What are strategies for recruiting students with disabilities to STEM fields?

DO-IT Factsheet #499

The Midwest Alliance was funded by the National Science Foundation to increase the number of individuals with disabilities successfully pursuing academic studies and careers in science, technology, engineering, and mathematics (STEM). Alliance staff recruited students with disabilities into STEM fields in Illinois, Iowa, and Wisconsin. Through their efforts, they identified several effective methods for recruiting students. They include:

The lack of published program information and research on recruitment of students with disabilities in STEM fields makes it difficult to identify best practices, the existing literature suggests that there is a need for systemic and institutional support for recruitment and retention of students with disabilities in STEM fields in order to create a positive climate for diversity. The literature also suggests that high school teachers, special education teachers, guidance counselors, and postsecondary faculty can influence whether students with disabilities see STEM fields as career options.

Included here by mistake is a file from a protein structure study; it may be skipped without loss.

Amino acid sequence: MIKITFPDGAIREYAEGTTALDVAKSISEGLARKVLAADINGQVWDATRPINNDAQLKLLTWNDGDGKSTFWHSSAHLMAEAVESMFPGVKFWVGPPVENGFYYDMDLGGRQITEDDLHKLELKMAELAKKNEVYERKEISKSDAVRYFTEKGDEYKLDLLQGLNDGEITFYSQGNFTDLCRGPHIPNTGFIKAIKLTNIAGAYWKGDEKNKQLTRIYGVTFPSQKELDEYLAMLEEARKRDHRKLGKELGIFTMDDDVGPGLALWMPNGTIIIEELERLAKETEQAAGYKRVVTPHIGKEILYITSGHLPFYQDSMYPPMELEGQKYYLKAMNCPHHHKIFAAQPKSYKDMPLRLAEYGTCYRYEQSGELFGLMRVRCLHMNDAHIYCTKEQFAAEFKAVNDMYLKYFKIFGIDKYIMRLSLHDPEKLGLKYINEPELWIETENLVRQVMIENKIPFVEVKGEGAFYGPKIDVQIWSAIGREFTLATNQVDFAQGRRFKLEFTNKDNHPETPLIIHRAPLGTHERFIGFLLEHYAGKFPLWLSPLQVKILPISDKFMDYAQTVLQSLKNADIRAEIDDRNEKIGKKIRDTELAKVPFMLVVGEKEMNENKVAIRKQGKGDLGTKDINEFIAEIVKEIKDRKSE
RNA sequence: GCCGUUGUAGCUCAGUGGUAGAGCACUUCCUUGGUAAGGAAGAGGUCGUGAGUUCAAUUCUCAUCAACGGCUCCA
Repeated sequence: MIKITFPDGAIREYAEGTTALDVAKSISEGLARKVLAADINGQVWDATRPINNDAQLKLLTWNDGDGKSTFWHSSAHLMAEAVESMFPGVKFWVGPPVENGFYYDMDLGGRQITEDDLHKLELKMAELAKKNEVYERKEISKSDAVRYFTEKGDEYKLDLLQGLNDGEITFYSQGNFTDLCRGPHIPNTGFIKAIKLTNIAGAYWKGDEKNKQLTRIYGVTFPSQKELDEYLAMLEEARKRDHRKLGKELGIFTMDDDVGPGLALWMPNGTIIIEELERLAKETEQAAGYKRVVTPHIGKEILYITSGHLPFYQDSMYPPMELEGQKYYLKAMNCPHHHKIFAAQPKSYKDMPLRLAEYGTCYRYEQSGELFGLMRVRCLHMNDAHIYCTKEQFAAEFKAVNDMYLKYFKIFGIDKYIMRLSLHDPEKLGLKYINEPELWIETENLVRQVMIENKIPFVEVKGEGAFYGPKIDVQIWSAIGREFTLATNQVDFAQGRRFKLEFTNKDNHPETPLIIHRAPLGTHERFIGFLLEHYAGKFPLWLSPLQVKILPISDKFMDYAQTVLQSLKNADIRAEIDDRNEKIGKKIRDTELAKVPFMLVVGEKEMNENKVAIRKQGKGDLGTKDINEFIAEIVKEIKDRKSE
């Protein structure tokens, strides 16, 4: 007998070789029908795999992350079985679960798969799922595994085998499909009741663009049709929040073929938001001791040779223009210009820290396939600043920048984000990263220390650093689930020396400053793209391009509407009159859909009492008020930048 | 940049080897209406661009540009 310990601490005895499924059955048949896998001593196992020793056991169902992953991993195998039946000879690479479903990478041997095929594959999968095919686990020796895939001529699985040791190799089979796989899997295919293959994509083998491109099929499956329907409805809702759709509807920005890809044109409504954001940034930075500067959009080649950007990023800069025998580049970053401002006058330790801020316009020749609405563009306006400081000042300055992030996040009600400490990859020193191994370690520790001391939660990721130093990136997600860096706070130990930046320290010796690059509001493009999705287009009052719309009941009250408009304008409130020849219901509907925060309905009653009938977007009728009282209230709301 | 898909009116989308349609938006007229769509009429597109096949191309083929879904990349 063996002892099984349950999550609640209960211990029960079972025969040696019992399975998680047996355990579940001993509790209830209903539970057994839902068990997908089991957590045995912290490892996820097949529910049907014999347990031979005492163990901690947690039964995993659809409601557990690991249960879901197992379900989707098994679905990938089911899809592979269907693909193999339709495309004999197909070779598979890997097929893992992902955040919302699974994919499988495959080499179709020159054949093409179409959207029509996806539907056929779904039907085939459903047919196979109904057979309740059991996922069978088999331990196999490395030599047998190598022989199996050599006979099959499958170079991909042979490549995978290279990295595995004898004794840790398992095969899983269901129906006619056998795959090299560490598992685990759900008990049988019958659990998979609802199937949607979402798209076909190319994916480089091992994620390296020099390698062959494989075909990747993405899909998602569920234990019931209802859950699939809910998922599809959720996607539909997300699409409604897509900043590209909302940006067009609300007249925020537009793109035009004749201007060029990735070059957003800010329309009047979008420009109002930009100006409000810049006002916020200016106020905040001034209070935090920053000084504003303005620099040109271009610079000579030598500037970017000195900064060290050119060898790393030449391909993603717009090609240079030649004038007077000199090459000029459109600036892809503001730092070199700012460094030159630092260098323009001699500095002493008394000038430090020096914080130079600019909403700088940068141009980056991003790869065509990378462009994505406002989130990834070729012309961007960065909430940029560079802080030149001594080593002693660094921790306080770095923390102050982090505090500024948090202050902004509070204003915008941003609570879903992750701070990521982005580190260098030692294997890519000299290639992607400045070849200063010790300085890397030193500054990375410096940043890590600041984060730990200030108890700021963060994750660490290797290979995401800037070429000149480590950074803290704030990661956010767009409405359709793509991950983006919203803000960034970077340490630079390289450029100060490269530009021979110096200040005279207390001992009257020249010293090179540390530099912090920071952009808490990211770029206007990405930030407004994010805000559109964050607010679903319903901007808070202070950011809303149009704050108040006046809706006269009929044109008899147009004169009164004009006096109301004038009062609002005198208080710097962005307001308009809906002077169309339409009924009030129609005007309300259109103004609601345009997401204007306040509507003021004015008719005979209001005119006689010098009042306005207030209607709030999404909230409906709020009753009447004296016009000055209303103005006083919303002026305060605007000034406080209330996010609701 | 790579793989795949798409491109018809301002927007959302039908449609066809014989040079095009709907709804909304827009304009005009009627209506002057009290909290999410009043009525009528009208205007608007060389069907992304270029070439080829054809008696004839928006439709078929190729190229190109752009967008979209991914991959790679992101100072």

This article was based on information reported in Martin, J.K., Stumbo, N.J., Martin, L.G., Collins, K.D., Hedrick, B.N., Nordstrom, H., and Peterson, M. (2011). Recruitment of students with disabilities: Exploration of science, technology, engineering, and mathematics. Journal of Postsecondary Education and Disability, 24(4), 285-299 and developed through the RDE Collaborative Dissemination Project [1] (National Science Foundation Research in Disabilities Education Award #HRD-0929006) and the Midwestern Alliance in STEM (National Science Foundation Research in Disabilities Education Award #HRD-0533197).